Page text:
Ivo-Paul Tummers: First, I agree completely with Alex. We’re more in the retail space. The diversity of the data is indeed a bigger challenge than the sheer volume. But the real value is in combing your internal data with as many data sets as possible. The reasoning behind this is simple; your internal data only helps you to get insight into your own performance, not your relative performance. Another factor is that markets are increasingly customer-centric world (opposed to product-centric) which is reflected in the dominance and success of brands and dominant e-tailers like Amazon and Asos. They compete on customer experience and trust. Capturing customer data when it is relevant is key. We see many companies that recognize this changed reality, but they don’t always always know how to compete in this new arena. Luckily, we do see that at a first assessment there is actually more data that people think there is. And you can already make a first simple step in unlocking this potential by connecting these data sets. For example: mailing lists, customer counter records, webshop logs, cash register data, Google analytics data and geographic data can be combined. However, we are still lacking the data quality. This is not necessarily complex, but is a lot of work and slows you down. So bottom-line; the amount of data and the number of nodes (connected datasets) is a real value driver. The real challenge is to to turn all this data into into actionable intelligence.
The last aspect of big data is velocity. I’ve often said that an organization can only move as quickly as its data and today data moves very quickly indeed. Where is the data moving most quickly in your clients' organizations? What challenges does this increased speed pose to their decision-making?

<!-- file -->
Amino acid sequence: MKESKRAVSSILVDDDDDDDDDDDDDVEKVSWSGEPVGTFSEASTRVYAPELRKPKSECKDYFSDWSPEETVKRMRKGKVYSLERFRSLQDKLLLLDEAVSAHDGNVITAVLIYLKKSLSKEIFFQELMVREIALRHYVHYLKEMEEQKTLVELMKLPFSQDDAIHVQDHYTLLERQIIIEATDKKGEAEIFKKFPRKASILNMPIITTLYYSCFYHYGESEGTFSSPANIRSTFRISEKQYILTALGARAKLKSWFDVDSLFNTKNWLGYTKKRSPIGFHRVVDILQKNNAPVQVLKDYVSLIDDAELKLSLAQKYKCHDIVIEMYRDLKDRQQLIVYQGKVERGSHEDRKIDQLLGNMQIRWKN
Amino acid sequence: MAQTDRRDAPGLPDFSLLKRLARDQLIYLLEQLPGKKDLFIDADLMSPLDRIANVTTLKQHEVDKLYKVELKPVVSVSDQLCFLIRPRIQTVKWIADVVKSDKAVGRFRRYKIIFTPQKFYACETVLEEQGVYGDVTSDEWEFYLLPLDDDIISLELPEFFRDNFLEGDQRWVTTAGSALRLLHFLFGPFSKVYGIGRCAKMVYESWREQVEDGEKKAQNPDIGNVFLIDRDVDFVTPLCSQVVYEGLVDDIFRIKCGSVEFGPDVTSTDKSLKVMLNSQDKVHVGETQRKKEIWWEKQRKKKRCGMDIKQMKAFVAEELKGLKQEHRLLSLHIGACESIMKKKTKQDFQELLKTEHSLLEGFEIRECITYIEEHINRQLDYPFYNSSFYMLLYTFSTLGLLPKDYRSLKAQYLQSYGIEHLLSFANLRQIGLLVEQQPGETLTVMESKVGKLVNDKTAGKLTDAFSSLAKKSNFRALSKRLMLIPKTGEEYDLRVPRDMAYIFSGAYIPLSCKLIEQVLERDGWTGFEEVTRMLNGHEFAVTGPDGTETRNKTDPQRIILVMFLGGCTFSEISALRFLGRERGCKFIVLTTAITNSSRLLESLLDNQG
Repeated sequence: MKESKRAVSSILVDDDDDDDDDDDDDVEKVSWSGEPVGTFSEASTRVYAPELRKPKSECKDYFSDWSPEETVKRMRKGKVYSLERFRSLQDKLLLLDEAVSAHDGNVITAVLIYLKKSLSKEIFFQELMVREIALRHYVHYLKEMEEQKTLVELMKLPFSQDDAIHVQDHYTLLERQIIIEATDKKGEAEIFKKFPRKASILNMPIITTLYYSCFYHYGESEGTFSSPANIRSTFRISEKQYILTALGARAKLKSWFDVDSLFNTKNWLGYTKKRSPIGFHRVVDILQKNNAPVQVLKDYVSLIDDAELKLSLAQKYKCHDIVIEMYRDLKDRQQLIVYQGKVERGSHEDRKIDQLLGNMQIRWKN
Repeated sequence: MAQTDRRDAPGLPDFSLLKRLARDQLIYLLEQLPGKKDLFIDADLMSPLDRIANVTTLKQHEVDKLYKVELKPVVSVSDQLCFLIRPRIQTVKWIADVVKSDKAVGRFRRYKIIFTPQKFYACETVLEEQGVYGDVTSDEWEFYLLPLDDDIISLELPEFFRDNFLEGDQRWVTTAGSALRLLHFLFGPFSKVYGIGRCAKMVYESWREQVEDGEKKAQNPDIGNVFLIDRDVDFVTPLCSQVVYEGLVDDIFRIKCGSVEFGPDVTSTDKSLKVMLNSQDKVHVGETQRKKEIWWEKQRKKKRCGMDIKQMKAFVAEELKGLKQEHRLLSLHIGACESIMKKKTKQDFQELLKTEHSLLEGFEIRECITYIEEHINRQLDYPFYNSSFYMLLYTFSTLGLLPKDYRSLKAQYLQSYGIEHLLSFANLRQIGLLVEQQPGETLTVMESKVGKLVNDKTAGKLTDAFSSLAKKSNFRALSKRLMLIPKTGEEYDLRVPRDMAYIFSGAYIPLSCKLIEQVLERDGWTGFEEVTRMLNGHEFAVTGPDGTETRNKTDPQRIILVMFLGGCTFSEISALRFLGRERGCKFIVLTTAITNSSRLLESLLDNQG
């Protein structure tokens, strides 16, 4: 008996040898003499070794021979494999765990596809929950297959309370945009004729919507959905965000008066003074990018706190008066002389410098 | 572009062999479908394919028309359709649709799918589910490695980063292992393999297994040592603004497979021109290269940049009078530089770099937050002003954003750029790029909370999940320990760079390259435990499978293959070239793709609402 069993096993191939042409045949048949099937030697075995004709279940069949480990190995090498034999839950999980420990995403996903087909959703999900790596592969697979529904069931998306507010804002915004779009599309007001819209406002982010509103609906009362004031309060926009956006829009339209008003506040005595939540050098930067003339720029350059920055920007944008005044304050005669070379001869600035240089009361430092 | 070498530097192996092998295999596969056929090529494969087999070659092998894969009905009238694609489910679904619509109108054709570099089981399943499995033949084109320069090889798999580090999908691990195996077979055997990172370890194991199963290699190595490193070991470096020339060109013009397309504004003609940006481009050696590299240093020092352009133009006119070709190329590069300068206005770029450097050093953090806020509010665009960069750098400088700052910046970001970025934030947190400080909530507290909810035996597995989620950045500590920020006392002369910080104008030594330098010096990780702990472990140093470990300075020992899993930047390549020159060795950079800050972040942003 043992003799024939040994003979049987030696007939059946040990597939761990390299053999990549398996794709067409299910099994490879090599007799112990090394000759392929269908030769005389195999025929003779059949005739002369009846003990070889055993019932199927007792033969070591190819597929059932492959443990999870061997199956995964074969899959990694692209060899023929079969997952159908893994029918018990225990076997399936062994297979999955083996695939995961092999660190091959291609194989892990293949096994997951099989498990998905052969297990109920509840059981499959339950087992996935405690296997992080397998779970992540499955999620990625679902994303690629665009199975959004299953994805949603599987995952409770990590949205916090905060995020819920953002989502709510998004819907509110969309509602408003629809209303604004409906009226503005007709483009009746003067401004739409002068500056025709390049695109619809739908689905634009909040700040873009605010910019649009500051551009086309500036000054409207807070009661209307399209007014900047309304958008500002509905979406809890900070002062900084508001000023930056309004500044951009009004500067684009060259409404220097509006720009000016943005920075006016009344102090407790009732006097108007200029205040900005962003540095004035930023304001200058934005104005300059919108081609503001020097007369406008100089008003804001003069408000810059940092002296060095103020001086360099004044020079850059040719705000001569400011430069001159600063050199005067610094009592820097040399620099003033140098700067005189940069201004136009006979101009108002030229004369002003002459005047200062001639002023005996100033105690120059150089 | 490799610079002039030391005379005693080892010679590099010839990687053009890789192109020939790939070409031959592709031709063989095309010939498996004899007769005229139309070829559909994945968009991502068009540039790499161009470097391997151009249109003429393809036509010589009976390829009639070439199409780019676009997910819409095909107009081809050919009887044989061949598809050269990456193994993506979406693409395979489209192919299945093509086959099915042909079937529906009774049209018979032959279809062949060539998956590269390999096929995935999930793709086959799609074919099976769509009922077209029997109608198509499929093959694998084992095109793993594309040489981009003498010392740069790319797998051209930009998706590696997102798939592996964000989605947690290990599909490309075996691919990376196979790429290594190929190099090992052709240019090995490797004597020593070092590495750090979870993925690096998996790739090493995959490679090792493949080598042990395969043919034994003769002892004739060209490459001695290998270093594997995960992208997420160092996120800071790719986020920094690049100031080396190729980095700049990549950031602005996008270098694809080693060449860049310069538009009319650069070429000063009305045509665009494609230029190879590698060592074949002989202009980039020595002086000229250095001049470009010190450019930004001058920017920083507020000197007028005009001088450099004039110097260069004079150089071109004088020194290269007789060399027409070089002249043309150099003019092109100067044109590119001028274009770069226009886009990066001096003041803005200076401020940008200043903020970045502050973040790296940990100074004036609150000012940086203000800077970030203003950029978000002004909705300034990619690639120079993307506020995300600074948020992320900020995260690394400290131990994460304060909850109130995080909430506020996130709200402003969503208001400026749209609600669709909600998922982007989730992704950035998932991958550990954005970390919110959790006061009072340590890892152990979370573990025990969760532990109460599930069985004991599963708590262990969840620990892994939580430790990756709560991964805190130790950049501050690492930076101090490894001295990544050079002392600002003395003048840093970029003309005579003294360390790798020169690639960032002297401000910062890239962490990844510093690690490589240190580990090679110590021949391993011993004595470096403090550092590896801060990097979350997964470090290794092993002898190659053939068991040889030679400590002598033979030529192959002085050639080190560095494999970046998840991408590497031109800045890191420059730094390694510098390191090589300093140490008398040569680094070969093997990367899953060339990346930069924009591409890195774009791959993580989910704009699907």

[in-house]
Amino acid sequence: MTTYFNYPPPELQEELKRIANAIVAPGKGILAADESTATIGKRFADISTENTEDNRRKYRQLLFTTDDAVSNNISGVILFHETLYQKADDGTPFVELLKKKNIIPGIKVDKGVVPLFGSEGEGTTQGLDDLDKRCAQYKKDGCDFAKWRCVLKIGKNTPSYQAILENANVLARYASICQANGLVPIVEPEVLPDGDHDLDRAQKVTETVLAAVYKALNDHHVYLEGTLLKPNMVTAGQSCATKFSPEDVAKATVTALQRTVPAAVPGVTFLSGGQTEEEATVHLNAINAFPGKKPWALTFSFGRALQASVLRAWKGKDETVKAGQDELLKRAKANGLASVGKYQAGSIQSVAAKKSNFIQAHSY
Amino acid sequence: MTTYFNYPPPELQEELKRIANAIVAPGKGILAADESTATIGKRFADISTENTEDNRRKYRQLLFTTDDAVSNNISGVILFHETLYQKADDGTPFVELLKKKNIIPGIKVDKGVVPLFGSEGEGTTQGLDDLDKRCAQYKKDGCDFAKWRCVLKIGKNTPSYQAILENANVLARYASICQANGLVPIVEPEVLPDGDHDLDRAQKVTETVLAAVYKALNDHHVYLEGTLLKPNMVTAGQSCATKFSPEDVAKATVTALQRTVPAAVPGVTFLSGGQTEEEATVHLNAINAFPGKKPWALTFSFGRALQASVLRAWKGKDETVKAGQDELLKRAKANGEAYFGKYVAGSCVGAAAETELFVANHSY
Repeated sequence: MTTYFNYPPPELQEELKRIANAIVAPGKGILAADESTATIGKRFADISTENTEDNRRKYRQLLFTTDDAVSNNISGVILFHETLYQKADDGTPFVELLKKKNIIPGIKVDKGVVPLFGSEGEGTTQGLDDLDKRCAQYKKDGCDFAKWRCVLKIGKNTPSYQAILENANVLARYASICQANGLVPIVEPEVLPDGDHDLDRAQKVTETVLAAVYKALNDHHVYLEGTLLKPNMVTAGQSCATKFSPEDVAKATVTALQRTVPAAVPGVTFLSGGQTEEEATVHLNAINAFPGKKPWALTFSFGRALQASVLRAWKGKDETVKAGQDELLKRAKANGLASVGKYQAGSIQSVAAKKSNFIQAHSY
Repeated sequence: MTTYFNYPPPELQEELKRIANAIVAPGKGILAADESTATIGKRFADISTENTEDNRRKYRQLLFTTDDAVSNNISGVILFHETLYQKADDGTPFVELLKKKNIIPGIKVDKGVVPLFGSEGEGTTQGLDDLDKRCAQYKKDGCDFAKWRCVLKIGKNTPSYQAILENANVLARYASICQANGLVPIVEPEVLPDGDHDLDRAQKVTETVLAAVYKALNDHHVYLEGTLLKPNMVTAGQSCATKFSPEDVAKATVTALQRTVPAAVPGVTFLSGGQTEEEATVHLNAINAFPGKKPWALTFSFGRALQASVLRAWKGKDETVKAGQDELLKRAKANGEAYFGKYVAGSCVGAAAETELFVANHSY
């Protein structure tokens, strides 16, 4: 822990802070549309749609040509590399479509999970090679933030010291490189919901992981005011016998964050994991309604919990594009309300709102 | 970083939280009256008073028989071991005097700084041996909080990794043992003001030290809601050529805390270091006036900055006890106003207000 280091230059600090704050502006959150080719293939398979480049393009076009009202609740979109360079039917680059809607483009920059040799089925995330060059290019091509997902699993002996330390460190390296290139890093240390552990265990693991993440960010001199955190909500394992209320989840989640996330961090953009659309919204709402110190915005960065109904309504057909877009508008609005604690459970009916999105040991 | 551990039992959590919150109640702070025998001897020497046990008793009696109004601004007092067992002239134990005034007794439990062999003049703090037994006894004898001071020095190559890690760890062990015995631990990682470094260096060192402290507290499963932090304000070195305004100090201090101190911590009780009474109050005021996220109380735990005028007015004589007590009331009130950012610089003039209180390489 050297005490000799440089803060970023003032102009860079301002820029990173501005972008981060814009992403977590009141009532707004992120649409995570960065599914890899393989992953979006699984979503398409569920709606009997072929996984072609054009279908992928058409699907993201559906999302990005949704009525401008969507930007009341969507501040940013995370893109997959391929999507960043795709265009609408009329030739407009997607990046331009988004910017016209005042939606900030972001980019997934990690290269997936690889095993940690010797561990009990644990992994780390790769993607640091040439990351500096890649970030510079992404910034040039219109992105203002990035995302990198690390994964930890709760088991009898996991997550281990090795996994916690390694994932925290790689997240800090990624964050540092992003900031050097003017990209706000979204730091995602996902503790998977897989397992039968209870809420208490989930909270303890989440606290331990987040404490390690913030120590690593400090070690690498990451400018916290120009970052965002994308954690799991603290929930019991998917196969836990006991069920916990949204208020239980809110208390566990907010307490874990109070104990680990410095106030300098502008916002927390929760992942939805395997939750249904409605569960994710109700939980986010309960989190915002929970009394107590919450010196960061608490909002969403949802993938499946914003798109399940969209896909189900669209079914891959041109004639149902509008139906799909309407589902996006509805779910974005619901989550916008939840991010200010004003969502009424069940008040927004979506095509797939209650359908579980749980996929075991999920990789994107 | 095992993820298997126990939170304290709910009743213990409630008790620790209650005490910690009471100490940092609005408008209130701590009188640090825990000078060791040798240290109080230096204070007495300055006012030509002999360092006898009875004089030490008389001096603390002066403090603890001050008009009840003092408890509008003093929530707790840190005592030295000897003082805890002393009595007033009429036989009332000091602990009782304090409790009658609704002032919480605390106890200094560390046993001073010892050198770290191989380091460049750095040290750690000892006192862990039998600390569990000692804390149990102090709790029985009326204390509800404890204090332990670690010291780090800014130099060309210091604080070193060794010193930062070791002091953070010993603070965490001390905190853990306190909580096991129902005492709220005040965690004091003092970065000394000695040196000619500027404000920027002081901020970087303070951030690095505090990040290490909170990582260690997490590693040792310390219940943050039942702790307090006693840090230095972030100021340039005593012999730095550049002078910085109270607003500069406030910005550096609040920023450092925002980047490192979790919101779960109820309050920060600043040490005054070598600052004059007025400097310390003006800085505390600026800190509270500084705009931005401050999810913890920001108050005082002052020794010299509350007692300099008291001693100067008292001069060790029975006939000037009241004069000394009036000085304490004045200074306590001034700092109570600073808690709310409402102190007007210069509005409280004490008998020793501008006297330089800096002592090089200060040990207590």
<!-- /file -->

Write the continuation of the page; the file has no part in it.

Ivo-Paul Tummers: This is a bit of a paradox; more data to process in increasingly shorter time frames. Across our customer base we see that in retail the pace in which information flows is high. And the value of the data decreases fast, so you need to act fast. This is retail through all verticals, so from banking to clothing. The challenge is in getting the data processed into useful information and routing this to the right people at the right moment. In order to do this connecting datasets is just a precondition and the real work is in filtering, classifying, enriching, routing and actually applying the information. We see this in many of our customer processes ranging from buying decisions (impacting on your stock position and working capital) to driving conversion by targeted offerings to specific customers. The speed at which information travels through the value chain has a deep impact and changes the dynamics of even the most stable internal business processes.
Alex, what are you seeing?
Alex Philp: We’re seeing these trends spill into the commercial sector as well. We’re being challenged to come up with hardware and network configurations that can anticipate 100GB throughput. It’s not uncommon for customers to say, “We want to get 80 to 90 to 100 gigabits in and out of a machine every second. How do we do that? ”We’re working with IBM and others to find the right combination of hardware – FPJ, signal processors, GPU, CPU, power architectures – and the right right network configurations to get that out. We might be dealing with anywhere from 300 to 500 megabytes of data. So we need to figure out how to run computationally intensive algorithms – a Bayesian or Markov algorithm - on data in motion. How do you filter down to the core? The interesting discussion I’m having with customers now gets back to what Ivo-Paul was talking about – the interdisciplinary approach to data and analytics.
Second, a lot of customers are asking us to tunnel horizontally through their data, connect up attributes and link it to data at rest. Some people call this “perpetual analytics.” We can’t afford to stop, so our models are being tuned by our observations. Also, everyone wants to see into the future, customers are trying to get into predictive analytics. We’re combining databases with data warehouses with real-time analytics and trying to find that sweet spot. Not everything is in motion or high-velocity, but you need to balance both attributes in that “3VI Over Network” equation.